And public officials also admitted that the official testing figure is being boosted by up to 20 per cent because two different kinds of test performed on the same patient are being counted separately.
The UK government managed to hit its 100,000-a-day testing target but only by counting kits sent out, rather than only including completed tests.
Professor John Newton told the Commons science and technology committee that some 762,252 tests have been posted to people’s homes, but not all have been returned for analysis.
Prof Newton told MPs that more than half had been returned, but did not provide an exact figure.
“I think certainly more than half, and we would like to get that amount up,” he said. “A lot of the ones which were counted as they left were not home tests, they were the satellite tests sent out to care homes.”
Meanwhile, Public Health England and the UK Department of Health have confirmed that testing numbers have been inflated by “double counting” of nasal swabs and saliva tests on the same person.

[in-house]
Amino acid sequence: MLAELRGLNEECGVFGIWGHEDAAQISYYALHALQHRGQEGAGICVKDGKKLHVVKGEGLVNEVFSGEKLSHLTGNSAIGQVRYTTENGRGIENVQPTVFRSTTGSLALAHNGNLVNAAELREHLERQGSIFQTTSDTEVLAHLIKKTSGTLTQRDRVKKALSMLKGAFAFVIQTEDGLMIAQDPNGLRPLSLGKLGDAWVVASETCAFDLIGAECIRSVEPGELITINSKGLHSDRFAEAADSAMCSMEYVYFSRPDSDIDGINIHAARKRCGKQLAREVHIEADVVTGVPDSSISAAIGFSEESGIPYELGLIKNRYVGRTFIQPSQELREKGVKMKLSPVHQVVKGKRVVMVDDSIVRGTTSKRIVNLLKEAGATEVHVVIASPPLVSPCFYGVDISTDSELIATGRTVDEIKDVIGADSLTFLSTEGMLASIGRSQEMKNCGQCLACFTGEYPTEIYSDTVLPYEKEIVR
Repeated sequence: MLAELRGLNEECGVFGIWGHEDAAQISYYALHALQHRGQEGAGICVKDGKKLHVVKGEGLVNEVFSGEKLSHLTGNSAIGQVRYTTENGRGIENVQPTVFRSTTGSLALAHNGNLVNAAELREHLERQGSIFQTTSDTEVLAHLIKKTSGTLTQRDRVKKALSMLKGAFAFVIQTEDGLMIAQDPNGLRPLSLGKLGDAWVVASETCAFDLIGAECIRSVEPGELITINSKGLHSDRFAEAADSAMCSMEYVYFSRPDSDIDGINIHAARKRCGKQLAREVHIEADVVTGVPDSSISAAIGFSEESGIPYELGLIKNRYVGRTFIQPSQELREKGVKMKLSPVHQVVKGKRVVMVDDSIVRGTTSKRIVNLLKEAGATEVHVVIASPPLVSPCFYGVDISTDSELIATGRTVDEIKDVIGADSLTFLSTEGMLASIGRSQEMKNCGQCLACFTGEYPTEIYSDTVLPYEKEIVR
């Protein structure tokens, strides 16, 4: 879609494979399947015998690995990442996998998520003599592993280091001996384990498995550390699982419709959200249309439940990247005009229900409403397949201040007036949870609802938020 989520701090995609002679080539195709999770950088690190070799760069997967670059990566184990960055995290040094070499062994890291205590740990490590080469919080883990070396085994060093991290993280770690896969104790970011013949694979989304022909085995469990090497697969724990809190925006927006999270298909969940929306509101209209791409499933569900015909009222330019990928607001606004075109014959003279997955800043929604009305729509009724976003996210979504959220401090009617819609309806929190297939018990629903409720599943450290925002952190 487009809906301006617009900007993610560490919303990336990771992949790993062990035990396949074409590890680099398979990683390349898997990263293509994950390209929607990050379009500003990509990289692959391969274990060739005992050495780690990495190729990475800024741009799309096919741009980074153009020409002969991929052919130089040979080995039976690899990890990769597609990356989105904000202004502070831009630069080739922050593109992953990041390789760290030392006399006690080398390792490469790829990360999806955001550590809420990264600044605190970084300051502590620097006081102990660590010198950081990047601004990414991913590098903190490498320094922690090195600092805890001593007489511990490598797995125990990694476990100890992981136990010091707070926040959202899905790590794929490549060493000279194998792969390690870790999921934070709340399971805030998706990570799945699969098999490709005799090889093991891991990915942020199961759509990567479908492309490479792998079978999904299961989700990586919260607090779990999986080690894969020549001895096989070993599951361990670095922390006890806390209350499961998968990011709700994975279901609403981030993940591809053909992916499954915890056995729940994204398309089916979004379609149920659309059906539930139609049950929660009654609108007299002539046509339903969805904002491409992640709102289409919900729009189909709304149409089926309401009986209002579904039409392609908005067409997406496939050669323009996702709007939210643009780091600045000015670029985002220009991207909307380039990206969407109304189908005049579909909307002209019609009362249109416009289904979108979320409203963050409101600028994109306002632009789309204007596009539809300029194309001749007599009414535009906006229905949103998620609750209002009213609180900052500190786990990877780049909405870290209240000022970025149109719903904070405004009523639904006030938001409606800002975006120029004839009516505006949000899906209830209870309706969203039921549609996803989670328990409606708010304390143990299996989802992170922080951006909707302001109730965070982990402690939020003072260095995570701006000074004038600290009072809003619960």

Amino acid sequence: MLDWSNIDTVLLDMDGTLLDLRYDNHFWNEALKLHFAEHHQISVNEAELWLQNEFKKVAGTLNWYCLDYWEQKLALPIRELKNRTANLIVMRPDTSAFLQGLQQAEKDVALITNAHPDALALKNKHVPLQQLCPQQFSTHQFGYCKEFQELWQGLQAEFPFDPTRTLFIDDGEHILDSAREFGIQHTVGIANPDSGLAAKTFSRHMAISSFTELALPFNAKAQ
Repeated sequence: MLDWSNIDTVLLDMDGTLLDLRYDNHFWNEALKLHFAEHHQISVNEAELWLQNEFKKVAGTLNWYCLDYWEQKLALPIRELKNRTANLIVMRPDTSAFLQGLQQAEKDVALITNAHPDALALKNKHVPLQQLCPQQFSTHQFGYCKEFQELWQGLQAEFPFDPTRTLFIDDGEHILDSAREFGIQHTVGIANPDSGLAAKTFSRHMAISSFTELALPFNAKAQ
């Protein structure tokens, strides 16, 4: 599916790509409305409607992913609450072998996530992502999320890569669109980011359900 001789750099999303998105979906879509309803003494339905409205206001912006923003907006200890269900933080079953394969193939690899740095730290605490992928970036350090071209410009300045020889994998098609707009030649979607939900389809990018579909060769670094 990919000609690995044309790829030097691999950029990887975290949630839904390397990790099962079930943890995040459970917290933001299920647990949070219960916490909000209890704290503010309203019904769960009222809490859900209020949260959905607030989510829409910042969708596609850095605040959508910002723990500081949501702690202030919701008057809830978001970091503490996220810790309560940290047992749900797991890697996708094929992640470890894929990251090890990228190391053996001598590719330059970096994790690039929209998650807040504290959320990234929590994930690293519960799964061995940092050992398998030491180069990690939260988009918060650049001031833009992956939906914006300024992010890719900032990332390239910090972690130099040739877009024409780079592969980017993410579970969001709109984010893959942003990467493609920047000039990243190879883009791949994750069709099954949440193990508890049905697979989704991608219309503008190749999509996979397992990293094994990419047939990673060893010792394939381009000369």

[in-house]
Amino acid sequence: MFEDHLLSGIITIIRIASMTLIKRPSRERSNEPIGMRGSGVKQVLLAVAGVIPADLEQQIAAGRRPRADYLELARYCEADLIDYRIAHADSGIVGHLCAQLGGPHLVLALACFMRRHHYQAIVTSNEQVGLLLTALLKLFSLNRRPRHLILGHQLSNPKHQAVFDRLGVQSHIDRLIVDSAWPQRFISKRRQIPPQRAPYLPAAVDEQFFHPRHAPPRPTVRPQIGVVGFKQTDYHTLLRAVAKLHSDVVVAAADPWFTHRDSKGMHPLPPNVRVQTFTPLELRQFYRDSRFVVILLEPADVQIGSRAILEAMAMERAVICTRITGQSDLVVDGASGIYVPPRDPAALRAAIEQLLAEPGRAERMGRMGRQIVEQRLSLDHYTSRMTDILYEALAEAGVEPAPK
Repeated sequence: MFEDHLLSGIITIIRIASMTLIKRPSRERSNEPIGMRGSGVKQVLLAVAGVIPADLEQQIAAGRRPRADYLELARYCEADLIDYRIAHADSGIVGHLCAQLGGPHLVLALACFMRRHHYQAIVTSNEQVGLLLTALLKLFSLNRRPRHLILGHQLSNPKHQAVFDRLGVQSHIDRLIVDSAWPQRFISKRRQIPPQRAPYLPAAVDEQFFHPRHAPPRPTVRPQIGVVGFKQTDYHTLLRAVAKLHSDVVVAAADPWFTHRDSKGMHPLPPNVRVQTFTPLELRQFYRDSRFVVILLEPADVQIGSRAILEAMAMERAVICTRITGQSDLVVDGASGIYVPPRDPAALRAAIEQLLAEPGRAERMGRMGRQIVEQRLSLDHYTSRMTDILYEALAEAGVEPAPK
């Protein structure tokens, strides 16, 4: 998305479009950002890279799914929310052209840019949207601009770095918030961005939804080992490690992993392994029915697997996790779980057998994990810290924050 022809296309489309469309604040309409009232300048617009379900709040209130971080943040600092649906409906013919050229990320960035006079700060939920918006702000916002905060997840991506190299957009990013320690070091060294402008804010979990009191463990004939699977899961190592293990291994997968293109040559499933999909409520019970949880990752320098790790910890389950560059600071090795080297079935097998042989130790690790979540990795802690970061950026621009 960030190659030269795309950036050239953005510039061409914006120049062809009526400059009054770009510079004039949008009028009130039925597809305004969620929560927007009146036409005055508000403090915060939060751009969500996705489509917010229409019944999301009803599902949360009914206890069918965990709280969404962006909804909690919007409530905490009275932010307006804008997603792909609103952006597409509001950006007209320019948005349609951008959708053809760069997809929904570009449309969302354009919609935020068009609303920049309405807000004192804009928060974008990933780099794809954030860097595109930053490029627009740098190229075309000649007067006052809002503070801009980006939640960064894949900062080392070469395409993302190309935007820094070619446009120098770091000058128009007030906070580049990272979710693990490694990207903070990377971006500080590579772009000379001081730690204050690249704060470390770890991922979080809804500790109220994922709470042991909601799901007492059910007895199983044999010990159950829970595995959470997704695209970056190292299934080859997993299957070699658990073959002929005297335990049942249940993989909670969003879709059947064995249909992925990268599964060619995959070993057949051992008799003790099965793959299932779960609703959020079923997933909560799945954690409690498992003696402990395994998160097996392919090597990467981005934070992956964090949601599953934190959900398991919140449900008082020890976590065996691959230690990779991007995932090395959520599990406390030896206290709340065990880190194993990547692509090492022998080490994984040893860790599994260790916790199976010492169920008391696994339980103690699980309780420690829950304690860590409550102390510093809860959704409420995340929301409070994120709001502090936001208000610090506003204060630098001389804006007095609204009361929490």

The practice increases the UK’s daily test todal by 20 per cent, although that figure will have been higher in the past, before home testing kits began to be mailed out to people’s homes.
Labour shadow health secretary Jon Ashworth said: “Ministers have already received an embarrassing slap on the wrists for their dodgy spin on testing figures. It seems they haven’t learnt their lesson. We need absolute transparency in the presentation of these figures”.
Speaking to MPs, Prof Newton urged the public to wait for an approved home antibody testing kit rather than buying one off the internet.
An antibody test that can establish if a person has already had coronavirus has been approved for use by public health officials, with the government buying ten million kits for hospitals and care homes, but a home test is still being evaluated.
High street chains including Superdrug have already begun offering a home antibody test kit for £69.
Prof Newton said: “The public need to be aware that those tests are not the same as those we have evaluated and approved for use. The laboratory-based tests have a much higher standard of accuracy.
“We wouldn’t recommend at the moment that people rely on the tests that are becoming widely available.
“My advice would be to wait until we have better tests which will be available in a similar form very soon, though they are still under evaluation at the moment.”
NHS England medical director Professor Stephen Powis urged caution earlier over the purchase of home test kits.